"Had we ten Hands . . ."
December 2, 2015 9:52 AM Subscribe
In 1739, an English washer-woman named Mary Collier published a long poem called "The Woman's Labour" about the difficulties faced by working women. Her poem was a response to The Thresher's Labour by Stephen Duck, which mocked the poetic conceit that agricultural workers spend a pleasant time in nature, and took a few pot shots at women along the way: "Ah! were their Hands so active as their Tongues/ How nimbly then would move the Rakes and Prongs?" Collier refutes Duck's criticisms and describes women's added labour:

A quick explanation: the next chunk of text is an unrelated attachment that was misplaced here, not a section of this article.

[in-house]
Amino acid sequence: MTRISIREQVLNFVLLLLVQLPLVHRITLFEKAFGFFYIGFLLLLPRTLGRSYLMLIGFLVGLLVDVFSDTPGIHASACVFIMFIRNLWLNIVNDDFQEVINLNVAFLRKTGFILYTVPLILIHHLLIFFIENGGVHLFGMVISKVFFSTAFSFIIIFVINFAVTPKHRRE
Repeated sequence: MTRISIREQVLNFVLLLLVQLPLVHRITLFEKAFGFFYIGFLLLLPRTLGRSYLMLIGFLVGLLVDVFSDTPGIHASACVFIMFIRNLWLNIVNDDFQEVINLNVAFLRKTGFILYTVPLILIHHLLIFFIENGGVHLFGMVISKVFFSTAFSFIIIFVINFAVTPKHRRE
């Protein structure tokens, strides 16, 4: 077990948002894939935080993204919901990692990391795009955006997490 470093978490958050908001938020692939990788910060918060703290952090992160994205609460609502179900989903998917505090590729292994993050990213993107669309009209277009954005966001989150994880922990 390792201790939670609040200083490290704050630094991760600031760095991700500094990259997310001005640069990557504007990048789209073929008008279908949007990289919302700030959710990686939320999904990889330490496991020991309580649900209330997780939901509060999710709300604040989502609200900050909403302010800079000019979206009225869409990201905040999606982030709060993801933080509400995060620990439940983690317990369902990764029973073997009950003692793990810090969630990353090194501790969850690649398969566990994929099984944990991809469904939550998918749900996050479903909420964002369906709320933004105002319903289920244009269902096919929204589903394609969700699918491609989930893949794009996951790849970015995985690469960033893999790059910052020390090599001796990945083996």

You sup, and go to Bed without delay,Along the way, her poem provides lots of interesting information about material culture and the labor women no longer do, such as polishing pewter and staying up late to brew beer.
And rest yourselves till the ensuing Day;
While we, alas! but little Sleep can have,
Because our froward Children cry and rave . . .
This thread has been archived and is closed to new comments